All predictions indicate that 2012 will be a year of crises for property around the world.
Despite this, in these times of uncertainty astute property investors will turn a profit by taking advantage of the opportunities presented by the market. Although many South Africans will sit in the stands waiting for the referee to blow the whistle to indicate that the market has bottomed out, clever investors aren’t waiting for the whistle, but are keeping a sharp lookout for investment opportunities that have been created by the current buyer’s market.
Here are some of the tips and tricks that such successful investors use to increase their property wealth.
• Invest, don’t speculate.
Many property investors think that they are investing when they are actually speculating. This usually involves buying property emotionally; for instance close to where you live, go on holiday or want to retire. After this you can only hope that the market will appreciate. This means that any profit you make is completely dependent on outside market conditions.
Astute investors don’t do this. Their investment is an educated one based on research. They are always on the lookout for properties selling below their intrinsic value in areas where there is above-average, long-term growth. Thereafter, they add value by upgrading, thus creating additional capital growth.
• Good investors don’t make rash decisions.
They surround themselves with competent advisors. They can quickly recognise the difference between sales talk and good advice and they will seek out agents who give them the latter. They also know that the biggest risk doesn’t lie in the actual property, the market or other factors outside their control. The risk actually lies within: depending on the investor’s knowledge, experience and overall mindset. Many successful investors also specialise in a certain type of property and become experts in their field, refusing to diversify.
•It’s about property not glamour.
Wise investors always buy the best property they can afford in proven growth locations. They do not allow themselves to be tempted by attractive financing opportunities or tax strategies.
• Property investment is about high growth and low yield.
The age-old argument about whether it is better to have capital growth or cash flow doesn’t side-track savvy investors. They already know that the quickest way to acquire a substantial property portfolio is through capital growth.
• Land values appreciate.
Generally, land appreciates in value, but this is not a simple process. Not all land is equal and different types of land will appreciate at different rates.While there is an ample supply of land in outlying suburbs, only a small segment of the market wants to buy in these areas (such as first-time buyers). This restricts demand and capital growth, often making such areas poor investment prospects.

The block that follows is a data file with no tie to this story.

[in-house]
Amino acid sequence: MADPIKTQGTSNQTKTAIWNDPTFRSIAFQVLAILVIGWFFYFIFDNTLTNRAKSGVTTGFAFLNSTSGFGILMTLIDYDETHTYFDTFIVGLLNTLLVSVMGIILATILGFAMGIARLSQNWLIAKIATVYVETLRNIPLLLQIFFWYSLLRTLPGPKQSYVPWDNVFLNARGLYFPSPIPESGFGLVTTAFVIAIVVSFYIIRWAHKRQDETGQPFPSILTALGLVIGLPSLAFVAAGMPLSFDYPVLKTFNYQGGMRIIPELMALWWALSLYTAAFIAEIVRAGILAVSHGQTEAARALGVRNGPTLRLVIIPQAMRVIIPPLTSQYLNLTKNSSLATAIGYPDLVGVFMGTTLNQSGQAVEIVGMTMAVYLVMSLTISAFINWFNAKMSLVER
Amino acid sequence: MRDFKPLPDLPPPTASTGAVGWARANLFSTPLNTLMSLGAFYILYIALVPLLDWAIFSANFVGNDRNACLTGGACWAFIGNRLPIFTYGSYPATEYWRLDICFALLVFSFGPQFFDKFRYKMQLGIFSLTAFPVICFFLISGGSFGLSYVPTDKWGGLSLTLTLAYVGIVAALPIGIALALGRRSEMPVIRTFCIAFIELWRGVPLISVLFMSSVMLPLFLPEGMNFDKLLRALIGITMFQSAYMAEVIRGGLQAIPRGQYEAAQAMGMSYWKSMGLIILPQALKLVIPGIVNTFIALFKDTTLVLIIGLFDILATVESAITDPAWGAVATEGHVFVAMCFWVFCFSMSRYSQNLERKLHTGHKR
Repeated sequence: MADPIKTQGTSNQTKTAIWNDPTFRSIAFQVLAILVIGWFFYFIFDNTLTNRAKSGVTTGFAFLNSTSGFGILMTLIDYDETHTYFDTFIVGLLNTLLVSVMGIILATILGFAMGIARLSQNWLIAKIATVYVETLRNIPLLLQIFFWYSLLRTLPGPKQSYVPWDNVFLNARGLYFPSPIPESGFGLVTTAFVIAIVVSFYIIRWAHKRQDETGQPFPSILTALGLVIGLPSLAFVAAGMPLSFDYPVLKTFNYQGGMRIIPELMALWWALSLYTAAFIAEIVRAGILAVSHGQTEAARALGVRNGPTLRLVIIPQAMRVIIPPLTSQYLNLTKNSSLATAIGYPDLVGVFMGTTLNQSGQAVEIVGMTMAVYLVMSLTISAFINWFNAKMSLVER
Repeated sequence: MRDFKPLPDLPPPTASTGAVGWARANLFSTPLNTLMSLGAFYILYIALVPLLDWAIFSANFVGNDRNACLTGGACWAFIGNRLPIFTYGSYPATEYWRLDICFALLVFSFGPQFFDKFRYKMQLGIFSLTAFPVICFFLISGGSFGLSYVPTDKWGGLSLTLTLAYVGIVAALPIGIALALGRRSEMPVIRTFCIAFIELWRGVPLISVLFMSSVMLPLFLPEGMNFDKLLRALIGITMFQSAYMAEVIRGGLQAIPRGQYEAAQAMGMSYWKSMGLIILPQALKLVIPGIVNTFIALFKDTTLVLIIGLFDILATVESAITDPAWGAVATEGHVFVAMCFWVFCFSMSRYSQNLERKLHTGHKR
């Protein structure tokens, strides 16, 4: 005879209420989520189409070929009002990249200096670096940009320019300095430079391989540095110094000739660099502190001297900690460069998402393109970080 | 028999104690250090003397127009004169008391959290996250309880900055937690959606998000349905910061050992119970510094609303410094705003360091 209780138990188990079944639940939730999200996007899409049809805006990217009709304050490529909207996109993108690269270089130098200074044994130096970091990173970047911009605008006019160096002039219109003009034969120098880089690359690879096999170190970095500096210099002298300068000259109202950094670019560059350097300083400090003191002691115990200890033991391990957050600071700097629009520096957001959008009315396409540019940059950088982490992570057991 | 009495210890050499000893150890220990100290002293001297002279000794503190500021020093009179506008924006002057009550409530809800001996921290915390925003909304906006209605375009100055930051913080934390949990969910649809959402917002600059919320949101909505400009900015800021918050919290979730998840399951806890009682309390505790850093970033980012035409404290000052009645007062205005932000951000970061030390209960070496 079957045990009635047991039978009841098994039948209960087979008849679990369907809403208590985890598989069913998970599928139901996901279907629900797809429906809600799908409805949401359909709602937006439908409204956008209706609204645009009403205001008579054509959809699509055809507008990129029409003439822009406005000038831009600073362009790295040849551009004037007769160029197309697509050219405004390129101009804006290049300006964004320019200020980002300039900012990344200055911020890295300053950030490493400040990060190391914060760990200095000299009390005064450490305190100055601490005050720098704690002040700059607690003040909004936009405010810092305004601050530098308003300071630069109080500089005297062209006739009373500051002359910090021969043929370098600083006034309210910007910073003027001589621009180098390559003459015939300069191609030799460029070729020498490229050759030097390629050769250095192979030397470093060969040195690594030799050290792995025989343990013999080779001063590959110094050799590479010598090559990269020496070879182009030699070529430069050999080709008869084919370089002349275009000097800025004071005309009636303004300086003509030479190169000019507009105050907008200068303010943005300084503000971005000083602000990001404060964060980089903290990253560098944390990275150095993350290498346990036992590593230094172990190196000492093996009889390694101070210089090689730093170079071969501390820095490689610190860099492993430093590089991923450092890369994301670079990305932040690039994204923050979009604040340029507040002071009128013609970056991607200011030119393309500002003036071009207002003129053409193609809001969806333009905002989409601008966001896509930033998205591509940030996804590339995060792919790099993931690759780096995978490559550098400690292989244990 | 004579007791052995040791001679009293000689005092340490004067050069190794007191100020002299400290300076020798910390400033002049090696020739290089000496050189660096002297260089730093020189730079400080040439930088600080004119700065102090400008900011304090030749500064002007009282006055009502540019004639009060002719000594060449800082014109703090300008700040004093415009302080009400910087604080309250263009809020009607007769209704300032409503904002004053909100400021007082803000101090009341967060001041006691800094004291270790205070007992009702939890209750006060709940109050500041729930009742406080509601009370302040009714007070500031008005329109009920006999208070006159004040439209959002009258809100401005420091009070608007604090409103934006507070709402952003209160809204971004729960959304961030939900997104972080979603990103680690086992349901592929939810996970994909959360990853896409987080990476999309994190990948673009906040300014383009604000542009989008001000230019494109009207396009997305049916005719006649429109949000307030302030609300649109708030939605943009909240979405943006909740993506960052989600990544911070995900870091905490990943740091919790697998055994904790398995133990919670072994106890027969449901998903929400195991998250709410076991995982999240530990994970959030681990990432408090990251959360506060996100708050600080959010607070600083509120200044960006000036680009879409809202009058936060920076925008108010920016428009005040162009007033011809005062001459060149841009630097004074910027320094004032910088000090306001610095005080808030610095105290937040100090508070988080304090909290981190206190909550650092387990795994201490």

Bear in mind that the land component of a property, the part that appreciates, usually only constitutes roughly one-third to one-half of the total property value. In suburbs closer to major commercial hubs the ratio of the land value to the total property value is usually much higher. Scarcity of land is the factor that causes property values to keep increasing in these sought-after suburbs. This is why the trend is towards strong demand for ownership and rentals in built up urban suburbs. People want to live close to the workplace and have access to amenities like shopping and entertainment. Because of this, inner suburbs are where astute investors place their money for long-term capital growth.
• Buy property in areas where there is strong, on-going demand.
Obviously, not every property in the better suburbs is an ideal investment that offers capital growth. Investment-grade properties are the kind that appeal to a large group of potential owners/tenants; the latter group represent the vast majority of potential buyers. Savvy investors avoid studio apartments as well as student and holiday accommodation. It’s worth remembering of course that it is owners and tenants who raise property values in the long term, not short term tenants.
• Demographics affect long-term returns.
Where and how people want to live sets the trend for the type of property that will be in demand in the future (when the investor decides to sell). This is particularly evident in South Africa where there has been an explosion of secure estates to circumvent the higher crime risk. Astute investors watch demographic trends carefully.
• Understand that the property market goes through cycles.
When there is a boom everyone is an optimist. During a downturn everyone is pessimist. The fact of the matter is that the property market is cyclical. Every boom literally sets us up for the next downturn and each downturn, although it seemingly lasts forever, is followed by a period of recovery and then a boom. Good investors know this and do not let it affect their mindset.